The Ask

Homecoming weekend is coming up, and that means there’s a dance on the horizon. J and his girlfriend will be going, but only after he executes “The Ask”.

Asking a date to attend a dance these days isn’t a matter of just, well, asking. It’s a big production which is only limited by the creativity and the resources of the person who is doing the asking. D once presented a friend with a huge, ten-pound chocolate bar which was covered with a homemade (and adorable) wrapper that said, “HOMECOMING?” He asked his prom date to the dance by arranging to be a guest on the high school morning news brief which went out to all of the classroom television sets. I’ve heard of all kinds of elaborate schemes, and my opinion on this new tradition wobbles back and forth between annoyance and acceptance.

The annoying thing about “the ask” is that I believe it paves the way for higher expectations with each subsequent ask. Also, I feel like the kids who aren’t as thoughtful and creative have one more thing to worry about when it comes to acceptance by their peers (Will she say yes? Will I even come up with a good enough idea? What will others think?).

That said, it’s better for me to accept it, I think. For the most part it is really a cute tradition. It’s harmless, it’s fun, and there are way worse things these kids could be doing.

That’s why I helped J blow up 72 balloons yesterday, so he could stuff his girlfriend’s car with them–and a pair of scissors–this morning before school. She’ll have to use the scissors to pop the balloons, because some of them have little, rolled-up pieces of paper in them containing various messages, one of them being “Will you go to Homecoming with me?”


We already know she’s going to say yes. Last week they discussed shopping for a tie for him that will match her dress, even before the balloons were inflated. I know, it doesn’t make sense to me, either.

Last night I said to him, “You know, back in the old days when we wanted to ask someone to a dance, we just…asked.”

“I know, Mom,” he said, “The times are changing.”

I guess I’m okay with that.


    • kim/reluctant renovator

      Right there with you! Shannon (below) has a good point about it being hard to turn down a boy who’s jumped through hoops (possibly literally!) for the ask. Then again, it sounds like there was little risk involved. hope they have a fun night.

  • Shannon

    Ahhh. I thought that this only happened at my daughter’s high school! I was a little taken aback when she told me about it, but I am moving towards acceptance as well.
    From a “mother of a teen girl” perspective, though, it adds a lot of pressure for a girl to say yes, even if she doesn’t really want to. I think it’s neat in your son’s case, when he knew the girl wanted to go with him, but my daughter has friends who felt a little trapped into saying yes by grand, public gestures from random boys, because they didn’t want the boys to be embarrassed.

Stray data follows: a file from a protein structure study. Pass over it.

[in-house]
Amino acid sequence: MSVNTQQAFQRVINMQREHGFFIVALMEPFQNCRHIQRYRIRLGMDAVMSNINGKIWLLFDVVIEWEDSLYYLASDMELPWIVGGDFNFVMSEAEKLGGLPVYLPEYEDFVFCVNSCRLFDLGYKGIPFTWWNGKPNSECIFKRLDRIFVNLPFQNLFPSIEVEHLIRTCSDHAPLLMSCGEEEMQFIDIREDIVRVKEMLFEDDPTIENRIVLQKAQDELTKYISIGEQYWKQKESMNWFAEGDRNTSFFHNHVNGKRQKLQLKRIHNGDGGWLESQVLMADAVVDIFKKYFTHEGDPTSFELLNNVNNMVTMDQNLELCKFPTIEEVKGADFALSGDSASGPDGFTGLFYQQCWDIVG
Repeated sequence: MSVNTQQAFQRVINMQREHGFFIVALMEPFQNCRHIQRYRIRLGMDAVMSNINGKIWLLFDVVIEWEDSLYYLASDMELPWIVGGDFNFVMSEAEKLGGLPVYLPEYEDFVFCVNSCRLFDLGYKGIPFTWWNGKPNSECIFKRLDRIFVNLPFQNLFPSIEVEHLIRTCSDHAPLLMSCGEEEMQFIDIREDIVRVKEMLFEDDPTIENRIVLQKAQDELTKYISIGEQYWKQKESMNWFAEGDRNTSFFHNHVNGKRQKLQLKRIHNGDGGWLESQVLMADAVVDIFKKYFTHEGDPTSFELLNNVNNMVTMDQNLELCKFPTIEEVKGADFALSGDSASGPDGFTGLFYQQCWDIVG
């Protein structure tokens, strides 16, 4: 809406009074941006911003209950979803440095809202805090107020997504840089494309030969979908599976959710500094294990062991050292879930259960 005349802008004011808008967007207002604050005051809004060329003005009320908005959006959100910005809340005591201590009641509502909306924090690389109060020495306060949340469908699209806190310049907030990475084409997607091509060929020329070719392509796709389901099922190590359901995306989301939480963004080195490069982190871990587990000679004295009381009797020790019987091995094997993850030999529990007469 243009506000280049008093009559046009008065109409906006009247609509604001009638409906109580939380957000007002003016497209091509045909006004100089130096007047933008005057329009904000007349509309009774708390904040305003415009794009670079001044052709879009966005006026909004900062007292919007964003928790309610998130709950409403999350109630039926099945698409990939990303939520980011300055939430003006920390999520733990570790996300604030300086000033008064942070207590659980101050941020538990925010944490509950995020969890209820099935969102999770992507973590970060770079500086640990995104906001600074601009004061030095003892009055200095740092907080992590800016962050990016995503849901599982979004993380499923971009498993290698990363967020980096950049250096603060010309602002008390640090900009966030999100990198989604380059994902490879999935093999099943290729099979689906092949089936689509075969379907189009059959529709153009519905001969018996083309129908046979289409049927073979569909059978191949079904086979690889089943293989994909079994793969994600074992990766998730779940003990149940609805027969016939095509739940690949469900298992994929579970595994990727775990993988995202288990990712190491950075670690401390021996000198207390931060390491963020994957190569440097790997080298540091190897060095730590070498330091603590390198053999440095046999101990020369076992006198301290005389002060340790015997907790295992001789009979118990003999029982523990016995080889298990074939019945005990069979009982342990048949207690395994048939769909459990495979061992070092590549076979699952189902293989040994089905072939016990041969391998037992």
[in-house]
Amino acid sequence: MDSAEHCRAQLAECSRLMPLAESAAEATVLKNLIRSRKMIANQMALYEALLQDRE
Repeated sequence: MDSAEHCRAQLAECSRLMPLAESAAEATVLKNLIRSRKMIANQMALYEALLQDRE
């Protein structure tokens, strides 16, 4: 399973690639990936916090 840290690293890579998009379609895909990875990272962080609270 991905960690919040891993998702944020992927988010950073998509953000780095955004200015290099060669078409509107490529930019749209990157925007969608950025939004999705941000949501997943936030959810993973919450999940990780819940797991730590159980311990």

• Melisa

      YES. That is an excellent point and I forgot to address that, so thanks for bringing it up. I know in my case, if one of my boys was going to ask a girl he wasn’t already dating to a dance, I would definitely suggest that he do it in a low-key way, because it would definitely be less embarrassing if the girl didn’t want to go. (That said, they don’t always listen to their parents, do they? 🙂 )

  • Tara R.

    I don’t remember if my daughter and her friends went to elaborate extremes for prom/Homecoming proposals, but I think the balloons were a fun touch.

  • Trixie Wilkie ThrifTee Gear

    This is not yet happening at our local high school but I am aware of this phenomenon happening elsewhere. I’m sure it will begin here soon enough. I’m on the side of, it makes me uneasy. As we expect more and more of our teens, pressure to impress, pressure to say yes. It seems like “we” society in general is asking teens to do more more more. Asking a girl to the dance, which has always been a big deal, is now more like a marriage proposal. Pressure! I would hope boys would go to these efforts once they know the girl is going to say yes, then it would be a fun way to get excited about the dance, but we all know teenage boys and there are some courageous boys out there going for it, oh it makes me cringe.

  • Patty

    Wait they are dating and he still has to ask in a creative way. Interesting?!
    I don’t get it! I might be old school…if I have a boyfriend yep I got a date for the dance! lol 🙂

  • Michelle

    Yep. I’m more on the annoyed side, but I know this is a battle that I won’t even try to fight because it’s … nothing to do with me and essentially harmless. That said, I will try to teach Little Miss that just asking is fine and that bigger doesn’t mean it’s a better person. Wish me luck!